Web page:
21. Janey says:

    My SIL wore an ivory strapless dress to my wedding (also destination). My dress was also strapless ivory (mine was poofy, hers was a shift style) but I wish I had thought to chuck red wine over her “accidentally”.

    • superashes says:

      That is such a dick move. But honestly, she only makes herself look like an asshole by doing that. My husband’s aunt showed up at my wedding in a shorter white dress. I didn’t really care, was just a little embarrassed for her, and that feeling was validated after hearing other people talk about her doing that. Our wedding album and all of the pictures our photographer sent don’t have her in them (I think he was protesting, lol), and the only other people close to white were my mother and his stepmother who wore cream shades, which is totally fine.

    • whatWHAT? says:

      yeah, I will never understand the mentality of wearing white to a wedding in order to “upstage” (or anger, or upset) the bride. it never winds up upstaging the bride, all it does (as noted) is make the not-bride look petty and awful.

  22. Celina says:

    As the parent of 9 kids, I completely understand the no-kid rule. And she’s being cool by allowing exceptions for people who may not be able to get a sitter because they are coming from out of town.

    The rest sounds fine to me. I’m not a drinker (weird, I know because I have 9) so I kinda take that as a “get smashed if you want to, I encourage it responsibly”.

  23. Sam the Pink says:

    Not trying to be mean, but I figured she was some type of way when she starts with mentioning that she has dreamed of her wedding since she was little. It felt like “Oh, she’s one of those.” Am I odd in that I never, ever dreamed of weddings as a child? Like, I used to think of having adventures, all the money I’d make, etc. I never imagined a wedding as a child.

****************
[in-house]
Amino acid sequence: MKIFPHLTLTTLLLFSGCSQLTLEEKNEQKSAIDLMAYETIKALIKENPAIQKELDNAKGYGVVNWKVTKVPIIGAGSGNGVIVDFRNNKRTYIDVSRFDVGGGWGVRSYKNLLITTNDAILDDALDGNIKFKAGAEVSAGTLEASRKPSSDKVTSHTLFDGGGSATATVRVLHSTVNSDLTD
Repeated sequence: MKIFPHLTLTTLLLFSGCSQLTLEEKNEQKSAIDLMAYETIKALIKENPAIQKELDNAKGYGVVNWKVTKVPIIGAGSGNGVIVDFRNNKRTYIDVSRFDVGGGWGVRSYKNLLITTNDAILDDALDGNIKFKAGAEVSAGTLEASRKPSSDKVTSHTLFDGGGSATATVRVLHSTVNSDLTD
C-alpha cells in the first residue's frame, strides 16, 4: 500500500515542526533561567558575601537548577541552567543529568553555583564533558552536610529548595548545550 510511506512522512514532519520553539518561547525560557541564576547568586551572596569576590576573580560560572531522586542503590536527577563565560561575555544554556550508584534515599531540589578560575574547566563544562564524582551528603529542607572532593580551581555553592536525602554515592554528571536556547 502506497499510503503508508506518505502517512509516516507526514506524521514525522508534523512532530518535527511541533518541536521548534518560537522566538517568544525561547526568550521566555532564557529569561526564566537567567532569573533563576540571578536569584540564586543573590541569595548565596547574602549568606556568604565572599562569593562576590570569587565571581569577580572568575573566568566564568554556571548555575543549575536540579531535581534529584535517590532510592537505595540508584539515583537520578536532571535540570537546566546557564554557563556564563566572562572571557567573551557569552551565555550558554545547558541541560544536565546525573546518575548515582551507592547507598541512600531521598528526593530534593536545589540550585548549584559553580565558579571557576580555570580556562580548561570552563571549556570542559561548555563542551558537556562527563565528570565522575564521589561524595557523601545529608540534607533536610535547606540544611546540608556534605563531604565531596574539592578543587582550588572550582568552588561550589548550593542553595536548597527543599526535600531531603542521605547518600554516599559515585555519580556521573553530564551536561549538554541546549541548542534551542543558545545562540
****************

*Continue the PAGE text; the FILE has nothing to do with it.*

• BeanieBean says:

      If you’re odd, then so am I! I never dreamed about having a wedding either, just travel & adventure–and it’s worked out pretty well so far!

    • Christine says:

      I know a handful of women who “dreamed” about their wedding and they all ended in divorce.

    • Deering says:

      Honestly, I’ve learned to not trust women who’ve always dreamed about their wedding. They usually have “I am a princess” syndrome in spades; are self-centered down deep—and when push comes to shove, make lousy, unsupportive friends. If one’s life is that consumed with a ceremony that is only an hour of your life, tops, that shows a real lack of a life.

  24. A says:

    “We’re averaging $100 a head, you wouldn’t go buy some random person a $100 meal.”

    Stuff like this is what makes me really glad I’m Indian. While I’m not really super into the whole idea of a “big Indian wedding” or anything like that, and while I’m not saying that trends aren’t shifting to more resemble Western weddings, I still can’t *imagine* turning people who turn up to my wedding bc I DON’T want to feed them. Food is such a crucial part of Indian weddings. Guests are supposed to be fed, and fed well. No one gets turned away. You make room.